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Book Review: Maggie Finds Her Muse by Dee Ernst

Maggie Finds Her Muse by Dee Ernst

Reviewed by Cardyn Brooks

Contemporary romantic women's fiction



In this madcap meta romantic romp author Maggie Bliss is struggling—with a narcissistic lover and a manuscript that refuses to write itself. An opportunity to travel to Paris, France “… with the promise of art, history, and two gay men on an unlimited budget…” seems like the perfect way to jump-start her stalled creative engine. Her trip takes her to unexpected destinations in mind and body. With cheerful self-deprecating humor in the tradition of “I Love Lucy" Maggie narrates her complicated life and the details of her overdue novel. Familiar tropes of the alphahole, the international playboy, second-chance love, the vacation fling and more are celebrated, dissected, and spun. A few outdated terms and attitudes are the only discordant pings.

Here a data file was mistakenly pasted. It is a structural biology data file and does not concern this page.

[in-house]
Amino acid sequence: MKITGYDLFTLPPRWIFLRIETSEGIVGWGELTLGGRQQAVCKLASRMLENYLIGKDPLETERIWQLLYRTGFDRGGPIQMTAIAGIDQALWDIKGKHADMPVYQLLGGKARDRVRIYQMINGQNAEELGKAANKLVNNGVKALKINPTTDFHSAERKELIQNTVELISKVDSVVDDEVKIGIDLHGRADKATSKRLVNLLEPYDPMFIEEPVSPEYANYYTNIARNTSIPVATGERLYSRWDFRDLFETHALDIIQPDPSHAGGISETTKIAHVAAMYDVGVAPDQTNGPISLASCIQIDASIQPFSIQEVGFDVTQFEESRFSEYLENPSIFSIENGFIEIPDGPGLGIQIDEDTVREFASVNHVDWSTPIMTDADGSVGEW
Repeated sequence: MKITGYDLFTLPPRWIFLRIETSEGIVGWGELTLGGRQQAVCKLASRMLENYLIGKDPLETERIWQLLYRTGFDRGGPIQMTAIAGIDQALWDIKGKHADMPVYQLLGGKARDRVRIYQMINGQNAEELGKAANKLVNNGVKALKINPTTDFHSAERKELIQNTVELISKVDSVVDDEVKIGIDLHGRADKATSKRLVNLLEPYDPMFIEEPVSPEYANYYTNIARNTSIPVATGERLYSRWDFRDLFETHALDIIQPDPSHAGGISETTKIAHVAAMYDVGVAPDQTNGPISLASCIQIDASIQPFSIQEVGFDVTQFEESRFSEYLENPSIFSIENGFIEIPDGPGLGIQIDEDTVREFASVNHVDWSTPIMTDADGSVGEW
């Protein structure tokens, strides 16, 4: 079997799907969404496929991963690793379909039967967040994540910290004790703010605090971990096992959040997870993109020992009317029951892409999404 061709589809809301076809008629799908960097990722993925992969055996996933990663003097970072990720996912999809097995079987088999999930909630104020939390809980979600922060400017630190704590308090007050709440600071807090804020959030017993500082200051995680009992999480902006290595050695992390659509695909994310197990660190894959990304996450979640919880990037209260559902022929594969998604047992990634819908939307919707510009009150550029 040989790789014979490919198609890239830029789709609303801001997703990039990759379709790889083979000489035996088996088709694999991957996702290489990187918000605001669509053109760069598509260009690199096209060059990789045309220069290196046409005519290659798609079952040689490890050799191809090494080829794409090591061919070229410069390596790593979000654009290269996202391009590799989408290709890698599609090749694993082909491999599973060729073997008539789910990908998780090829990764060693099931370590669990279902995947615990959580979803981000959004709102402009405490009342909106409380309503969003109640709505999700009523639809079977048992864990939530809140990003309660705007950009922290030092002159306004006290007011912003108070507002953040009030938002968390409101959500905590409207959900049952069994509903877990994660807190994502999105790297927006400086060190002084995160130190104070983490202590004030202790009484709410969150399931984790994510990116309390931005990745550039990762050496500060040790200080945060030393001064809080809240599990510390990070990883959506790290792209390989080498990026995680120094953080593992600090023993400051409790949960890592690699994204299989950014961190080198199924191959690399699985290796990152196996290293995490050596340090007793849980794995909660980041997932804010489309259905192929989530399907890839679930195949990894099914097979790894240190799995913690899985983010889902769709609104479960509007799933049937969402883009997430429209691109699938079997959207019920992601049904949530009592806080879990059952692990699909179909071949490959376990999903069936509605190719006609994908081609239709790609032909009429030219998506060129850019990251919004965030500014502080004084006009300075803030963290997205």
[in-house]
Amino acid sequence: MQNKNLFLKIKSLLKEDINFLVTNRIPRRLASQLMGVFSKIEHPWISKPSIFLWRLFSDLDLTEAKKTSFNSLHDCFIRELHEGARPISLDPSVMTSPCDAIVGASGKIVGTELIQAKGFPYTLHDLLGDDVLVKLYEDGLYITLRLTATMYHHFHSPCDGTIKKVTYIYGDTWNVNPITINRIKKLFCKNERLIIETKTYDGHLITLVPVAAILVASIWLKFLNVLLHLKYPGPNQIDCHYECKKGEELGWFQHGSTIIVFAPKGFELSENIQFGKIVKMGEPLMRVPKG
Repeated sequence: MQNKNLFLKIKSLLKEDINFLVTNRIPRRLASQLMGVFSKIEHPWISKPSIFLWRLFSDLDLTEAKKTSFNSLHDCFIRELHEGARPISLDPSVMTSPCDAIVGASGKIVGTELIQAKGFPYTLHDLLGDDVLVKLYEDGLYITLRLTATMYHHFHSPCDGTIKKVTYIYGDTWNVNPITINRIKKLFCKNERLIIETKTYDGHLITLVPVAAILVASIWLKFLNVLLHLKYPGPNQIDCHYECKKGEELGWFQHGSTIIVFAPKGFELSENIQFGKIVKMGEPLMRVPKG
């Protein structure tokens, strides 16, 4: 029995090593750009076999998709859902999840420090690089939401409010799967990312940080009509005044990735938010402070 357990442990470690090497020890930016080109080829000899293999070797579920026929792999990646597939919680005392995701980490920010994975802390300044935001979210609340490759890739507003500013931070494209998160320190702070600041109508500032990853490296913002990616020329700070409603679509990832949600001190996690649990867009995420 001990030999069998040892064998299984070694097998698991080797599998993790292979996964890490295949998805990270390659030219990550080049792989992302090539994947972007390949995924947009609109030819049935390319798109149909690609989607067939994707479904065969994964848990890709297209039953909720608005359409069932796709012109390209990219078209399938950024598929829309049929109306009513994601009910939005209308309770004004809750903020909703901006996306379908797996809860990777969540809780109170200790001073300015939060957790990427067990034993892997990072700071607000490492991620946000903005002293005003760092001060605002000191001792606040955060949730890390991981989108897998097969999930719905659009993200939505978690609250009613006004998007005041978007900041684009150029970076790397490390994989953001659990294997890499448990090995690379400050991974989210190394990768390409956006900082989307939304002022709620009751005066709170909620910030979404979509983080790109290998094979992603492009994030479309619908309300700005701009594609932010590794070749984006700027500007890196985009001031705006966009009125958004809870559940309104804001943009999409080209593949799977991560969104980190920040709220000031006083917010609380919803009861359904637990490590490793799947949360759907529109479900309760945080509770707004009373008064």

Maggie shines as an upbeat pragmatist who has built her career by writing happily-ever-afters she's yet to achieve for herself. Her smoothly integrated complexity resonates with an authenticity that connects with readers and the other thoroughly nuanced characters: her agent and his long-time love, her grown daughter, her ex-husband, a potential new love, and even pivotal cameo appearances by her besties. And then there's Paris—and Rennes. (Think Sexand the City during the Baryshnikov season.) The historical landmarks, food, wine, fashion, and cultural mystique all enrich the textures of this charming escapist tale as homage to the substantive importance and joy of romance.

Published by St. Martin's Griffin, April 2021


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